Johannes Benzing’s scholarly career was determined by interests developed during his early youth. Growing up in an Alemannic-speaking environment, close to the Swabian dialect region, he already as a schoolboy occupied himself with the linguistic history of his native province. As a student in Berlin, he discovered the partly neglected fields of the huge Eurasian territory. His interests very soon focused on the insufficiently known Turkic languages and cultures of Turkistan and the Volga region. As mentioned above, his doctoral thesis was devoted to Turkmen, whereas his habilitation thesis dealt with Chuvash. Historical-comparative research on Turkic, Tungusic and Mongolic languages was Benzing’s main field of interest, to which he contributed outstanding studies. His sagacious investigations into the history of the Turkic languages are particularly important. With his profound knowledge, wide perspective and precise argumentation, Benzing continued the tradition of Willi Bang-Kaup’s Berlin school of linguistic Turcology, though markedly broadening its scope and refining its scholarly working procedures. Typical of Benzing’s method is the endeavour to gain new reliable insights through numerous small steps on a solid ground. Equipped with a sharp and creative mind, he preferred a systematic discussion of crucial details over speculative and precipitate general conclusions. One example of this is Benzing’s critical occupation with the so-called Altaic question, the still controversial problem of a possible genetic relatedness of Turkic, Mongolic and Tungusic (maybe even Korean and Japanese). Over the years, Benzing gained an international reputation for his work in this field.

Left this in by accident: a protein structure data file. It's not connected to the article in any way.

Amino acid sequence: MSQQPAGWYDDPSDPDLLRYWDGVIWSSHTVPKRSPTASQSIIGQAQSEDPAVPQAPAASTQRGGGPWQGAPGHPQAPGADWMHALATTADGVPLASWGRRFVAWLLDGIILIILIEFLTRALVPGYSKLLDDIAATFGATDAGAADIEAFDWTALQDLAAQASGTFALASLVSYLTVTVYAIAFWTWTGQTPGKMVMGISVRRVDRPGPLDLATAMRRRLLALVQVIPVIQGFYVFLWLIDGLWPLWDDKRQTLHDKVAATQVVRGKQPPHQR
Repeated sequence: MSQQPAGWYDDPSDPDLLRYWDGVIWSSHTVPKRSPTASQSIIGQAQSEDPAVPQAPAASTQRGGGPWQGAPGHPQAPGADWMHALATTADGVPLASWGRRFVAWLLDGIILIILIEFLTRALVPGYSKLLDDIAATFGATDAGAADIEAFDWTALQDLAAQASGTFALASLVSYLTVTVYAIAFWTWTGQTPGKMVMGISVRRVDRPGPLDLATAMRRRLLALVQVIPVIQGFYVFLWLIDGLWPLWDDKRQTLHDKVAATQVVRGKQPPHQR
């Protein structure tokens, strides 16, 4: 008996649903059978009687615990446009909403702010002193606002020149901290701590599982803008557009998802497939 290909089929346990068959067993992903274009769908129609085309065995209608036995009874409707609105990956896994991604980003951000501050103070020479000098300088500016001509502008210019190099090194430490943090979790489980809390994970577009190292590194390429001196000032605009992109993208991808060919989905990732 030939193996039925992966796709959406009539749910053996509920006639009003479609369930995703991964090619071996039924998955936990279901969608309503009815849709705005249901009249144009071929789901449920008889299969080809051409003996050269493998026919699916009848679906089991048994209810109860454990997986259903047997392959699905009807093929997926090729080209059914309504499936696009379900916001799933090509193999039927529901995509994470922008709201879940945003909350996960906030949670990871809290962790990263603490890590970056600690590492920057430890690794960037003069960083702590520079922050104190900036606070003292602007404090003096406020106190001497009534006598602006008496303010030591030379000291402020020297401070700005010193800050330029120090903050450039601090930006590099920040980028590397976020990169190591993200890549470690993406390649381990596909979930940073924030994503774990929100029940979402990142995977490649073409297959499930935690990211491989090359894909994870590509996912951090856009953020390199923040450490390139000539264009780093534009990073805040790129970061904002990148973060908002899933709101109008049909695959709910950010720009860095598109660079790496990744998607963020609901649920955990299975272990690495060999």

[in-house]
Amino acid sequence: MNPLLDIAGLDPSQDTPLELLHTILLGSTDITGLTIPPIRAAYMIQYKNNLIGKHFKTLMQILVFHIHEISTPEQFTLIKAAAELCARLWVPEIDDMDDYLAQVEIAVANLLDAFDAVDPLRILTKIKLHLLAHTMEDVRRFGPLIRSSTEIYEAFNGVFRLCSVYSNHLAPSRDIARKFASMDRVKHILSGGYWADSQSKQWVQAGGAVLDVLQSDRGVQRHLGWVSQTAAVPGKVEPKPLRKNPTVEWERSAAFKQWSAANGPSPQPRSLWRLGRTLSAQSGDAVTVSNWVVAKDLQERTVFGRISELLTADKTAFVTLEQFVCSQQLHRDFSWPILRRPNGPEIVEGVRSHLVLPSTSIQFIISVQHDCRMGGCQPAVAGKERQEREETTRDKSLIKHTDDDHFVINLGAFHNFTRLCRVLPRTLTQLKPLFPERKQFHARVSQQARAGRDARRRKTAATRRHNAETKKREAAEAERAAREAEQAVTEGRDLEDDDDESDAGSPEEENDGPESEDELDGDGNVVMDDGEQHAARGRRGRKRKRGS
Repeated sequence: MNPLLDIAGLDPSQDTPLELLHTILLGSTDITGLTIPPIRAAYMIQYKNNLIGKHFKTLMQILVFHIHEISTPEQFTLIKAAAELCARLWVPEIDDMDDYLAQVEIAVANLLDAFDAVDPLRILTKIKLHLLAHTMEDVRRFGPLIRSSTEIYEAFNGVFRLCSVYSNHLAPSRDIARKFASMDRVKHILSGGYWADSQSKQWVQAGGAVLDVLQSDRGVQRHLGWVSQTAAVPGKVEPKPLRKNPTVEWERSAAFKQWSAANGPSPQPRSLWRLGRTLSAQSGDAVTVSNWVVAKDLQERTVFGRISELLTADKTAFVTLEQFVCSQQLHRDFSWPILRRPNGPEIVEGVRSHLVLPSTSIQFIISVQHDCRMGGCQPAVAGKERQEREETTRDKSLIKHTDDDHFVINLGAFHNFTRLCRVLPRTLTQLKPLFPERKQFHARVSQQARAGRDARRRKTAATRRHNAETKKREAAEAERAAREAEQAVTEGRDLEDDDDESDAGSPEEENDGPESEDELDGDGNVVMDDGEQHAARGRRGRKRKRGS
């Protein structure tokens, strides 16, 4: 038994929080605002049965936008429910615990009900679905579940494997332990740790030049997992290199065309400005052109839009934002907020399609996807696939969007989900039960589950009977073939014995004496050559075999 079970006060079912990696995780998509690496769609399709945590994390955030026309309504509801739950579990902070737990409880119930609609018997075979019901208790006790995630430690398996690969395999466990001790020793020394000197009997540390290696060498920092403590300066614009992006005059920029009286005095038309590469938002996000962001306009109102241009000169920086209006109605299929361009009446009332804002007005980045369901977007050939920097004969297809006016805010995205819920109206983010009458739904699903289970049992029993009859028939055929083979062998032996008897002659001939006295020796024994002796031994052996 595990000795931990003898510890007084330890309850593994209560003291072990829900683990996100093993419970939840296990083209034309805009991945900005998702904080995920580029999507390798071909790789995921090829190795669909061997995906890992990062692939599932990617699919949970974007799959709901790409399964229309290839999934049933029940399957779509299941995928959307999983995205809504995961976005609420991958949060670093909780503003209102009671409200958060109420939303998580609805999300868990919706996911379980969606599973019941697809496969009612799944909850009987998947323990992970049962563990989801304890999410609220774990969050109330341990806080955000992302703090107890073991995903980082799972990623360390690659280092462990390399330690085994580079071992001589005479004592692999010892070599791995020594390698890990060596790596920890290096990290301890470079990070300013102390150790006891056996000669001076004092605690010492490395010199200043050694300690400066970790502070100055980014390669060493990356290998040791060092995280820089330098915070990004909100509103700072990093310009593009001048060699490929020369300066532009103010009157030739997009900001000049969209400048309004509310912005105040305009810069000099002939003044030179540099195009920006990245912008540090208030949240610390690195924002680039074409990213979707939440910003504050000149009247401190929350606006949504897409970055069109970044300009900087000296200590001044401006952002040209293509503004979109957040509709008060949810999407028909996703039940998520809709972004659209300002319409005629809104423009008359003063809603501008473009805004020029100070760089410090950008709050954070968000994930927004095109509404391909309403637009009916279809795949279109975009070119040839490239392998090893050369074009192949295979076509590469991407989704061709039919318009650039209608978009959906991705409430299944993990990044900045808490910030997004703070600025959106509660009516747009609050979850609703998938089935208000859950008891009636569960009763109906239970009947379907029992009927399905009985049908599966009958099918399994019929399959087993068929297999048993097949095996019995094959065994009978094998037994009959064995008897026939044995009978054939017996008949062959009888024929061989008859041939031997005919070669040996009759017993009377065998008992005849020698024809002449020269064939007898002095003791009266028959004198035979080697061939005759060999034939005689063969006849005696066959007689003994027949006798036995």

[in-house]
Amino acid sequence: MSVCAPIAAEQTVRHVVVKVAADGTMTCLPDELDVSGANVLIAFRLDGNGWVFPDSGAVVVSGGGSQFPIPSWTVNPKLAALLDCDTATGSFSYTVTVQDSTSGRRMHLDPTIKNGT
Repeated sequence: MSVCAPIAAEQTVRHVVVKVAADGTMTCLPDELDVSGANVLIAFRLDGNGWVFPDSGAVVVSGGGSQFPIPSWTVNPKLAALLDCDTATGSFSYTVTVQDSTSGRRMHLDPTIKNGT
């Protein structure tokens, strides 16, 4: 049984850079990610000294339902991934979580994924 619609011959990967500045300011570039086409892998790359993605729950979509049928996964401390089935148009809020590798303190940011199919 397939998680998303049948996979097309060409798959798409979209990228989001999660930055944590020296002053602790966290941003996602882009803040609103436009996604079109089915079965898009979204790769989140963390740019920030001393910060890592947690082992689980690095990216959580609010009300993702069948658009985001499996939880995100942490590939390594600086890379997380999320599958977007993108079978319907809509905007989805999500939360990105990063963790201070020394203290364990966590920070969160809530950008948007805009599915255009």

Benzing also showed a remarkable versatility in other domains of research. The local situation in his native Alemannic region had early inspired him to try to achieve a synopsis of studies in linguistics, folklore and territorial history. By the way, he always maintained his profound interest in dialectal, ethnographic and historical problems of his native region. In particular, Benzing realized the value of linguistic history for the solution of problems of cultural history. In a programmatic and truly visionary paper, “Herrenloses Land: Inner- und Nordasien als philologisches Arbeitsgebiet”, he argued that the ‘ownerless’ territory of Inner and Northern Asia, filling a fifth of the world’s surface, should finally be subject to comprehensive scholarly study. He was far-sighted enough to realize that this would not be possible without thorough investigations into the Turkic, Mongolic, Tungusic and Paleoasiatic languages.

Besides publishing books and articles, Johannes Benzing devoted much time and care to highly instructive book reviews containing profound analyses and complementary remarks on important scholarly questions. A selection of these reviews, Kritische Beiträge zur Altaistik und Turkologie, appeared in 1988 as volume 3 in the series Turcologica (Harrassowitz). This book also contains an almost complete list of Benzings’s publications.


  • “Herrenloses Land: Inner- und Nordasien als philologisches Arbeitsgebiet”
  • Benzing, Johannes (1985) Kalmückische Grammatik zum Nachschlagen. (Turcologica, 1.) Wiesbaden: Harrassowitz. ISBN 3-447-02503-4.
  • Benzing, Johannes (1993) Bolgarisch-tschuwaschische Studien. (Tucologica, 12.) Wiesbaden: Harrassowitz. ISBN 3-447-03341-X

An almost complete list of Benzing's publications is contained in Johanson & Schönig 1988.


  • Johanson, Lars. 2001. Johannes Benzing (1913-2001). Turkic Languages 5.
  • Johanson, Lars & Schönig, Claus (eds.) 1988. Kritische Beiträge zu Altaistik und Turkologie: Festschrift für Johannes Benzing. (Turcologica, 3.) Wiesbaden: Harrassowitz. ISBN 3-447-02766-5


This biographical article is based on Johanson 2001.